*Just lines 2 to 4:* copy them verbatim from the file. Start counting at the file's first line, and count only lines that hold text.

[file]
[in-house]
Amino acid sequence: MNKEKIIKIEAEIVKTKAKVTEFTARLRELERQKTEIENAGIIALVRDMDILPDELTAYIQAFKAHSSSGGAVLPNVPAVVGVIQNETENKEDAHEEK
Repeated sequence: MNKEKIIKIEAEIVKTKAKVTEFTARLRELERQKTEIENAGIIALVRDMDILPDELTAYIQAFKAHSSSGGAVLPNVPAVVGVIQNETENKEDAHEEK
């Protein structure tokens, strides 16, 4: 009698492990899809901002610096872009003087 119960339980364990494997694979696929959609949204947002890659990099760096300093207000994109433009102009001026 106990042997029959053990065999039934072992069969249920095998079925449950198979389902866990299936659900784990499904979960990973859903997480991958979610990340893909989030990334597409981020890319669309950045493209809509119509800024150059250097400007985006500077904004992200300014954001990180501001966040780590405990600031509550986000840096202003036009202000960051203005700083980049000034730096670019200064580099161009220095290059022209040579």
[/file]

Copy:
Amino acid sequence: MNKEKIIKIEAEIVKTKAKVTEFTARLRELERQKTEIENAGIIALVRDMDILPDELTAYIQAFKAHSSSGGAVLPNVPAVVGVIQNETENKEDAHEEK
Repeated sequence: MNKEKIIKIEAEIVKTKAKVTEFTARLRELERQKTEIENAGIIALVRDMDILPDELTAYIQAFKAHSSSGGAVLPNVPAVVGVIQNETENKEDAHEEK
């Protein structure tokens, strides 16, 4: 009698492990899809901002610096872009003087 119960339980364990494997694979696929959609949204947002890659990099760096300093207000994109433009102009001026 106990042997029959053990065999039934072992069969249920095998079925449950198979389902866990299936659900784990499904979960990973859903997480991958979610990340893909989030990334597409981020890319669309950045493209809509119509800024150059250097400007985006500077904004992200300014954001990180501001966040780590405990600031509550986000840096202003036009202000960051203005700083980049000034730096670019200064580099161009220095290059022209040579």